Parking in NYC: the Top 5 Parks for Visitors

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Parks might not be the first things that come to mind when you think of New York. However, there are a lot of gorgeous green spaces in the five boroughs. Here are the top 5 that visitors should check out.

5 Flushing Meadows Corona Park

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If there were a competition in New York for the quirkiest large park, Flushing Meadows would win, hands-down. Why? All of the leftover buildings, sculptures and other artifacts from the 1939 and 1964 World’s Fairs make this part open-air museum and part The Park Time Forgot, in a positive, charming way. If you’re a tennis or baseball fan, you might see Flushing Meadows as you head to the U.S. Open or a Mets game – both Citi Field and the Arthur Ashe tennis stadium are on the edges of the park.

4 Prospect Park

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This park was designed by the same architects who brought us Central Park, and at first glance you might notice some similarities. Both parks have winding paths, great art scattered throughout the grounds, and at least one adjacent art museum. However, Prospect Park is very much its own unique entity. Every day you’ll see Brooklynites and their kids running through the grass and enjoying the fresh air. Among the treasures on the grounds are the historic Lefferts House, a century-old carousel and a stately Audubon Center. Prospect Park also has a great summer concert series.

3 Hudson River Park

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The Hudson River Park picks up where Riverside leaves off, more or less: it begins at W. 59th Street and extends to the end of Manhattan at Battery Park. What’s different? For one thing, most sections of this park are brand spanking new. They have only gone up in the last decade or so. For another, there’s a huge focus on art and aesthetics, and you’re likely to find that this park is visually breathtaking. There’s a lot to do at Hudson River Park, particularly during the summer months. Various piers host free films and activities. The Downtown Boathouse offers free kayaking. There’s a new carousel with exquisite carved animals. At Pier 40, you can learn the flying trapeze at the New York Trapeze School’s outside rig. There are bridges that will take you out over the water and enclaves where you can sit and read a book.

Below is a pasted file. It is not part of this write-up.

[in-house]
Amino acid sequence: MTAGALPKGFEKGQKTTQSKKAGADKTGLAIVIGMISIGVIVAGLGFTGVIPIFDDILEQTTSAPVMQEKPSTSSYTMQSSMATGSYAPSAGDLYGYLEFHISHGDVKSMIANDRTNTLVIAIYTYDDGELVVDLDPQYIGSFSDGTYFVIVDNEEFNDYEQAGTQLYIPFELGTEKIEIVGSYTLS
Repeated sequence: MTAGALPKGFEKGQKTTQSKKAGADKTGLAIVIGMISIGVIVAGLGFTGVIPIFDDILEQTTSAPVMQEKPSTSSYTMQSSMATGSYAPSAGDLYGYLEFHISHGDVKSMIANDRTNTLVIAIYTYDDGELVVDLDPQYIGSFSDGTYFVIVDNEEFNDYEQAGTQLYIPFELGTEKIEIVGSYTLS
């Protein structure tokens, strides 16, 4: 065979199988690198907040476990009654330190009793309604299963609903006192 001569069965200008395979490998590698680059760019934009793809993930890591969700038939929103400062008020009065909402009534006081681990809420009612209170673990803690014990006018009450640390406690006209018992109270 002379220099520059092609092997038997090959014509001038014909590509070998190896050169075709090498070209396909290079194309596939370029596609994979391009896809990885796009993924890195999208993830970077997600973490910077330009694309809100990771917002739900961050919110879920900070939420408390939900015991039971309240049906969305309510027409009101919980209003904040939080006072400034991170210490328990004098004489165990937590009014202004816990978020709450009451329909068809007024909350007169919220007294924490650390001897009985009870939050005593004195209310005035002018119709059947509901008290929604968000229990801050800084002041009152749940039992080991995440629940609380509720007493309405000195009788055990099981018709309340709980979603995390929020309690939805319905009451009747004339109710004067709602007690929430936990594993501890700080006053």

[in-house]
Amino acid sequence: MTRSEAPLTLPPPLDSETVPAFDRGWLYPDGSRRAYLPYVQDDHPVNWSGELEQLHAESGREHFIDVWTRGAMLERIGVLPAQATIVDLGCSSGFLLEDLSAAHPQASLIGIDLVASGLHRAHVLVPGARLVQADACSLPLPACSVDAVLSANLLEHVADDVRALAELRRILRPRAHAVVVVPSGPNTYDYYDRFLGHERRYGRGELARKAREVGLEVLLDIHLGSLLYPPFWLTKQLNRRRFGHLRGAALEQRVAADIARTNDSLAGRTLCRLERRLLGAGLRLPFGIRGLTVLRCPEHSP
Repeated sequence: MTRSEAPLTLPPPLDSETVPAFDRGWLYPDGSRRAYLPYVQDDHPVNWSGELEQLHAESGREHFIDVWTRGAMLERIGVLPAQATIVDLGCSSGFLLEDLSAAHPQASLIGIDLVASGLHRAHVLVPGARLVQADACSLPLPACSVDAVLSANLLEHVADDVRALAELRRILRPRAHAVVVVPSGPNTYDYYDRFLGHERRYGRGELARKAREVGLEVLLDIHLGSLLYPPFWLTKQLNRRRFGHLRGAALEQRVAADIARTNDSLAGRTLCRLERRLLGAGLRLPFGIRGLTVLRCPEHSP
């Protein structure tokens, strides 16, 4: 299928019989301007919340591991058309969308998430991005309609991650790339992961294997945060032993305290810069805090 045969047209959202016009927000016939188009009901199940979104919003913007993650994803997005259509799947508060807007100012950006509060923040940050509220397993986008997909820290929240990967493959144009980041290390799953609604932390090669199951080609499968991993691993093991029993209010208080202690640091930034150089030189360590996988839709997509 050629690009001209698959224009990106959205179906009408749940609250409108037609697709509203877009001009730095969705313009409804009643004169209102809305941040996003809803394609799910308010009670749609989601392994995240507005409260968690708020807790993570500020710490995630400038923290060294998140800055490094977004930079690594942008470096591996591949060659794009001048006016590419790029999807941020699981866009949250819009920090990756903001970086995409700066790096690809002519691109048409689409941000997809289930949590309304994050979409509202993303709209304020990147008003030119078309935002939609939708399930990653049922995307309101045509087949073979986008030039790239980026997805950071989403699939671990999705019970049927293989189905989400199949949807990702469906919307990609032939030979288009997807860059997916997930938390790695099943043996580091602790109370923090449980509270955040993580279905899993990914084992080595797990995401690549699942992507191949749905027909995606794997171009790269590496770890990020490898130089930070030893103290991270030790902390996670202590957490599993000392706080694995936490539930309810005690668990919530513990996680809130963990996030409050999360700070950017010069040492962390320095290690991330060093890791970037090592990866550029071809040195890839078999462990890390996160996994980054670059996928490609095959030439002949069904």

2 Riverside Park

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This park is, as the name would suggest, on the Hudson River. It runs from W. 59th Street to W. 158th. Along the way, you’ll find winding paths that are perfect for running or walking, amazing views of the river, Grant’s Tomb, the only sets of flying rings in New York, and completely random things like old locomotives on display. Riverside Park has also featured prominently in many movies; if you’re a Warriors fan, the Baseball Furies battle, Ajax’s arrest, and Cyrus’s “Can You Dig It?” speech were all filmed at Riverside.

1 Central Park

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Come now, you knew this one would be first. Central Park is an urban oasis like no other, and you shouldn’t miss it. Whether your fancy runs to ice skating, wandering through a recreation of an English garden, navigating a radio-controlled boat across a pond, visiting an amusement park or seeing an ancient Egyptian obelisk, Central Park has you covered. It wouldn’t be hard to spend your entire vacation wandering through the Park, drinking in all of the gorgeous natural and man-made scenery, if you so chose. There are numerous high quality free entertainment opportunities during the summer – Summerstage puts on (mostly free) concerts and Shakespeare in the Park offers two productions – not always Shakespeare – every season. In early December, fans of John Lennon gather at the “Imagine” Mosaic at Strawberry Fields to offer respect and perform Lennon’s music. The bottom line is that if you can’t find something that interests you in Central Park, maybe you’re not looking hard enough.

There are a lot of parks in NYC in addition to these… if you need a break from the concrete jungle, look around the corner. Your green respite from the city might be there. Get out and get some fresh air!

Denise Reich is a lifelong traveler: she moved 14 times and went to 10 schools before she turned 15. As an adult she’s traveled solo through five continents and lived on three. Her essays, fiction and non-fiction have appeared in publications across the USA, Canada and Bermuda.

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